There may soon be good news for hundreds of thousands of Americans having their own IRA or Keogh personal retirement plan -- as well as thousands more who would like to begin one.
Congress now appears to be leaning toward a significant revision of the individual retirement account (IRA) and Keogh pension plan concept. The changes , assuming they come, are expected to be part of any major tax cut revision later this year, or more likely, early in 1981.
Both the influential tax-writing House Ways and Means Committee and the Senate Finance Committee will be taking a close look at private pension plans during hearings this week. Moreover, sources indicate that there is now strong bipartisan support within both committees (as well as both chambers of Congress) for liberalizing requirements for IRAs and Keoghs.
Revisions being discussed could add up the most sweeping alterations in individual retirement accounts since the mid-1970s. Hundreds of thousands of workers now unable to take out IRAs because of participation in corporate pension plans might be allowed to jump aboard the IRA bandwagon.
Moreover, there is strong support for lifting contribution limits on both plans, now set at $1,500 for IRAs and $7,500 for Keoghs.
Keogh plans (which began in 1963) are tax-saving retirement accounts for self-employed professional people.
The main attention in Congress is on IRA's, which were designed for working persons employed by others.
IRAs -- first set up back in 1974 -- were authorized by the Employee Retirement Income Security Act. Under the IRA concept, individuals not covered in a "qualified" private pension plan at their place of employment can invest 15 percent of their annual income up to $1,500 in an IRA.
The contribution is tax deductible, and taxes on interest earnings are deferred until withdrawn. That is usually upon retirement.
Under a "spousal" IRA, where the spouse has no earned income, the couple can set aside up to $1,750.
The main drawback of IRAs, however, is that even if workers are covered by a company plan for only a short period of time, during that time they cannot contribute to an IRA.
Again, even if the company plan is financially modest, with little benefit in the long run, the employee is still prohibited from participating in an IRA.
"That's the main criticism about IRAs that we're now getting from all over the US," an official of the Senate Finance Committee argues. "There's a real question of fairness involved here, since the people that most need adequate retirement income -- working people -- are too often saddled with limited private pension plans. Yet, they can't set up their own plan, even if they have the extra earnings to do so."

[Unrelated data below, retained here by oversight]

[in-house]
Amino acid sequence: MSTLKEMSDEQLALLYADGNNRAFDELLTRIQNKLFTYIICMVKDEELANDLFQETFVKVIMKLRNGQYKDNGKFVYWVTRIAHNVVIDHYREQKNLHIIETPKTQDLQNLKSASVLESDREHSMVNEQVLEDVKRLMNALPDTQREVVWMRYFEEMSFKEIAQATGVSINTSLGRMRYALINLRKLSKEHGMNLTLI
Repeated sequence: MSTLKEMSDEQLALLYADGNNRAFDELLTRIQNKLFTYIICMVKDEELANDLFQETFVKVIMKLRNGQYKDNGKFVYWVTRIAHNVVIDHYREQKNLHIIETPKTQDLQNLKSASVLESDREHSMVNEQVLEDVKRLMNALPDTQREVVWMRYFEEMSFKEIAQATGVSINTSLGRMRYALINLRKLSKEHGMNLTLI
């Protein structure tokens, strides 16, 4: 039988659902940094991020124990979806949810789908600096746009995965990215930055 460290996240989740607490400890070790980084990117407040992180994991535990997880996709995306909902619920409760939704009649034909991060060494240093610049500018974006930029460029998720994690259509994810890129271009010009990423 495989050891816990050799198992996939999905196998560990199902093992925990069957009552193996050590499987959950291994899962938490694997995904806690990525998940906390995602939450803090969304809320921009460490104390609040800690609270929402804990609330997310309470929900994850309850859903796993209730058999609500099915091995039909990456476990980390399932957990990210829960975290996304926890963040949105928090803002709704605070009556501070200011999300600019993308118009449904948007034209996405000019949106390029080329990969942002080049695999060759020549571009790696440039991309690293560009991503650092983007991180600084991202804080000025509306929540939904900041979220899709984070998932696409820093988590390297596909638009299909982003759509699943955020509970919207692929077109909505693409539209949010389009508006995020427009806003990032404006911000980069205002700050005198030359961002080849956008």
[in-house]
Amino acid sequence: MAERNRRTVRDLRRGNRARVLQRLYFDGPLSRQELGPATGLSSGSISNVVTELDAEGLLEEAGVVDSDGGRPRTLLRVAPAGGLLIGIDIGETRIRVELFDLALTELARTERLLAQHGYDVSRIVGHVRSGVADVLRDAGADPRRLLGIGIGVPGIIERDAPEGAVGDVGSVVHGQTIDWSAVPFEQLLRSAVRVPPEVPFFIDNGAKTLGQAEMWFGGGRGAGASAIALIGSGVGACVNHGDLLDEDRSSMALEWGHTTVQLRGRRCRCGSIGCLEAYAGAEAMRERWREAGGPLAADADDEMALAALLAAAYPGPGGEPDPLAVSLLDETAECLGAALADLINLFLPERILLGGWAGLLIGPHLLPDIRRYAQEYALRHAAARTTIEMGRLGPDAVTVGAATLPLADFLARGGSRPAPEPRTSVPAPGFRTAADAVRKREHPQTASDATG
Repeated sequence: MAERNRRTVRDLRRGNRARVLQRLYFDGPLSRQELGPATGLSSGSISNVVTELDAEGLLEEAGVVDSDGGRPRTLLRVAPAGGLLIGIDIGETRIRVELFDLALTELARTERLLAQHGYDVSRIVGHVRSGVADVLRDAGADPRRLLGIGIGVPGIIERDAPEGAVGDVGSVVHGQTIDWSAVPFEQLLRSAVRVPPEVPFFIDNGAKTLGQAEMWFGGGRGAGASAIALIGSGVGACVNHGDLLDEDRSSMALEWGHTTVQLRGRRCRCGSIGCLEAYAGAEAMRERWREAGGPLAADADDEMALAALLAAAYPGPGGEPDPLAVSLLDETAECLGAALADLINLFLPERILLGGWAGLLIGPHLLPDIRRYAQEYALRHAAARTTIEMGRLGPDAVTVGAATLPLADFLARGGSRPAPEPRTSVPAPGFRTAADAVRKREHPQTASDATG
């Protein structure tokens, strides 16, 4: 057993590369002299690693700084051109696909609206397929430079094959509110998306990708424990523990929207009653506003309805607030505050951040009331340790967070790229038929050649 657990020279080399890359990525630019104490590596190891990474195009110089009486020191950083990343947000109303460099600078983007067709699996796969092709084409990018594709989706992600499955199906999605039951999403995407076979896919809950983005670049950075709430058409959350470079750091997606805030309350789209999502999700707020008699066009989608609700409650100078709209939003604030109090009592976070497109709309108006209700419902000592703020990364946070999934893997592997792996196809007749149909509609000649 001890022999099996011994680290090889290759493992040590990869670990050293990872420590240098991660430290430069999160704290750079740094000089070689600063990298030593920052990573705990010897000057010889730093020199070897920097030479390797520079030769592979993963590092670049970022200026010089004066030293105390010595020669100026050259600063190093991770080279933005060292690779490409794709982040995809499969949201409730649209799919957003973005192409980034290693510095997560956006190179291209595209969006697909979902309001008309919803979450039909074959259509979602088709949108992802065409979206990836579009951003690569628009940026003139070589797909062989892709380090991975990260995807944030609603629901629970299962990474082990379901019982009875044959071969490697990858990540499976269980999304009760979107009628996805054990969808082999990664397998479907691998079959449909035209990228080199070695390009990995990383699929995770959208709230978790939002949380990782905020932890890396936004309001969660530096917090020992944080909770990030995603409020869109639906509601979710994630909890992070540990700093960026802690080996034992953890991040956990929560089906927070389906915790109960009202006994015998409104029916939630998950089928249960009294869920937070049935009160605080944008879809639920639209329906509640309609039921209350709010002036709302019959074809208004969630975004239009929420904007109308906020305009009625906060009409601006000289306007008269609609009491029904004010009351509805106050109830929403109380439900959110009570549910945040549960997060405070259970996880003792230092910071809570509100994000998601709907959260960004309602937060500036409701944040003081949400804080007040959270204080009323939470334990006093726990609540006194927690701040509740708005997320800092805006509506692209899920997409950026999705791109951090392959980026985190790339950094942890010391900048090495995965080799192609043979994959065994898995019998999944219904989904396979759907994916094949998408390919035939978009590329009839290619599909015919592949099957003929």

According to Senate Finance Committee sources, it is now assumed that an IRA liberalization law will make it through Congress by next spring.
The reasons are twofold. There are strong pressures from thrift institutions and life insurance companies (which have been heavily lobbying Congress for changes in existing pension plan laws). There is also the matter of the presidential election campaign.
"This is a natural legislative program where a lawmaker can be for programs to boost capital investment and at the same time seek tax relief for the middle class and small saver," says an aide with the House Ways and Means Committee.
Al Ullman, chairman of the Ways and Means Committee, is proposing raising deductible limits allowed on IRAs. His suport is considered particularly crucial.
Meantime, some outside investment groups here are working hard to change the "usages" of IRAs. Funds put in such an account are now considered "locked in" until age 59 1/2, when they can be withdrawn for "retirement purposes." But until that age, any withdrawal must be offset by a severe tax penalty, amounting to 10 percent of the total taken out of the account.
The Investment Company Institute, the main trade arm for the US mutual fund industry, is seeking to modify that rule to allow withdrawals without a tax penalty for the purchase of a first-time home, or payment for college education, or vocational training for children.
According to David Silver, president of the institute, the tax penalty provides "little revenue" for the Treasury. Expanding the usages of IRAs, he argues, would greatly "stimulate" their popularity with low- and middle-income families.
Legislation to allow home purchases and education expenditures has been introduced in both chambers of Congress.
The US Treasury continues to oppose any major boost in the deductible ceilings for IRAs and Keoghs. It argues that such an expansion would mean additional losses of tax revenue and enlarge the budget deficit.
Whether the Treasury will be able to prevail with its views, however -- given the increasing desire of many lawmakers to expand pension plan benefits to more low and moderate American taxpayers -- is considered questionable.